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U.S. Men's Soccer Win Over Italy 'Historic'

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U.S. Men's Soccer Win Over Italy 'Historic'

U.S. Men's Soccer Win Over Italy 'Historic'

U.S. Men's Soccer Win Over Italy 'Historic'

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  • <iframe src="" width="100%" height="290" frameborder="0" scrolling="no" title="NPR embedded audio player">
  • Transcript

Audie Cornish talks with sportswriter Stefan Fatsis about this week's historic win by the U.S. men's soccer team against Italy.


This is ALL THINGS CONSIDERED from NPR News. I'm Robert Siegel.


And I'm Audie Cornish and it's time now for sports.

IAN DARKE: (Unintelligible) turn and shoot here. Dempsey scores. Clint Dempsey pushed the U.S. ahead. What a shocker and becomes only the fourth American player ever to score against Italy.

CORNISH: That was Ian Darke of ESPN, calling a goal by Clint Dempsey. That shot gave the United States a historic one-nothing win over international soccer powerhouse Italy, earlier this week. It was the first time in 11 attempts over 78 years that the U.S. defeated the Italians.

Sports writer Stefan Fatsis joins us now, as he does most Fridays. Hey there, Stefan.


CORNISH: So this game was played in Italy. Tell us what it means for U.S. soccer.

FATSIS: You know, it means that we're making progress. It was a friendly match. Countries play each other outside of tournaments. You don't want to put too much emphasis on the result because of that, but...

CORNISH: Oh, man, are you kidding? I mean, we had this big build-up. First time in 11 attempts, 78 years.

FATSIS: Let me get to the but. It was on Italian soil. It was a first. Anytime you can play well or beat one of the established powers in soccer, if you're the Americans, you are psyched about that. U.S. goalkeeper Tim Howard said afterward, pretty cool. But the Americans are trying to sort of keep a level head about their progress and it is all about progress here.

The U.S. played really well defensively. The Italians had opportunities. The U.S. thwarted them in this game. This shows that the U.S. is making some steps forward under their new coach, Jurgen Klinsmann, who was hired last summer.

CORNISH: Tell us more about Klinsmann. Apparently, he's a soccer legend in Germany. Right?

FATSIS: He is. And his goal here is to get the United States into good shape for the 2014 World Cup. Qualifying for that begins this summer. And the next longer term step is to have the United States join the world elite with Italy, Germany, Spain, Brazil, Argentina, England. Klinsmann is trying to establish a more cohesive system for training and identifying and developing American players. He's trying to alter the way these players think when they're on the field. He's also going after more players who grew up in other countries, but have dual citizenship. That's common in international soccer, but it's been really noticeable with the U.S. team lately.

CORNISH: Really? So what countries are we getting people from?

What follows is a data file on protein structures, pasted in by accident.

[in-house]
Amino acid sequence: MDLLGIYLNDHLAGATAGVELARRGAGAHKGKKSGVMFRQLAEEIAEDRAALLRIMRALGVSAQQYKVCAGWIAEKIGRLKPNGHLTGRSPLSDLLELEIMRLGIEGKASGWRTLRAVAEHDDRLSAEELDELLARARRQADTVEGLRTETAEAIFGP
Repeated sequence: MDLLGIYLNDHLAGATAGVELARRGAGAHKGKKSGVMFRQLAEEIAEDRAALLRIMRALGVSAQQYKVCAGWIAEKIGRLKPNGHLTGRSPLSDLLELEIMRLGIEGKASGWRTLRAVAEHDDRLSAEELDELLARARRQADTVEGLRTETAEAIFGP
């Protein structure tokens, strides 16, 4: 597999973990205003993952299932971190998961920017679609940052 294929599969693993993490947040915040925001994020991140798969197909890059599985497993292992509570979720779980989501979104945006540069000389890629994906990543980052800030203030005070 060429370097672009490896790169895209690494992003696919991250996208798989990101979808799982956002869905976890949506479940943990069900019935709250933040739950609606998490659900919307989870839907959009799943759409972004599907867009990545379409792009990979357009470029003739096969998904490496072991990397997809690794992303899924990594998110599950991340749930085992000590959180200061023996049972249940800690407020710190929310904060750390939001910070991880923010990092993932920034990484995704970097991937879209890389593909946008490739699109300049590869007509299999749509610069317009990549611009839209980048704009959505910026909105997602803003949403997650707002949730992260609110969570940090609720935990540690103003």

FATSIS: Well, Klinsmann's German, so we're getting a lot of Germans. Three of the Americans who played in that game against Italy are the sons of German mothers and American serviceman fathers. They play professionally in Germany. There are others who didn't play in the Italy game who also are of German extraction.

The same day as that game, a dual citizenship German played for the U.S.'s under-23 national team - that's 23 years old and under - in a tune-up for Olympic qualifying. That game also had a guy who was born and raised in Norway who has dual citizenship.

CORNISH: OK. Stefan, so speaking of Olympic qualifying, obviously, for the men, that started this month. What's going on with women's soccer?

FATSIS: Well, they easily qualified for the Olympics already. They outscored their five regional opponents 38 to nothing a few weeks ago in a tournament. The Olympics is the second major event after the World Cup for women's soccer. The U.S. is playing in a tune-up tournament in Portugal this week. It's called the Algarve Cup. They beat Norway today. They've got a rematch on Monday against their World Cup nemesis, Japan, who beat them last summer in Germany.

No way to watch these games, though. The U.S. sports networks passed on televising the Algarve Cup. U.S. soccer didn't pay for the rights to stream them online.

CORNISH: Oh, this is not a good sign, which reminds me of another story. Two former players were voted into the U.S. Soccer Hall of Fame this week, but the thing is, the Hall of Fame is now virtual. What's going on here?

FATSIS: Well, there used to be an actual Hall of Fame. It was in Oneonta, New York, but it closed its doors a couple of years ago, apparently for lack of visitors and lack of funding. Its archives are scattered around the country. Some are in storage in North Carolina at a company that sells soccer apparel, so mid-fielder Claudio Reyna, goalkeeper Tony Meola, welcome to the Hall of Fame. You can look yourselves up at

CORNISH: Still an honor, though, of course. Right, Stefan?

FATSIS: And they do do an induction ceremony.

CORNISH: Stefan Fatsis joins us most Fridays to talk about sports and the business of sports. Thanks so much.

FATSIS: Thanks, Audie.

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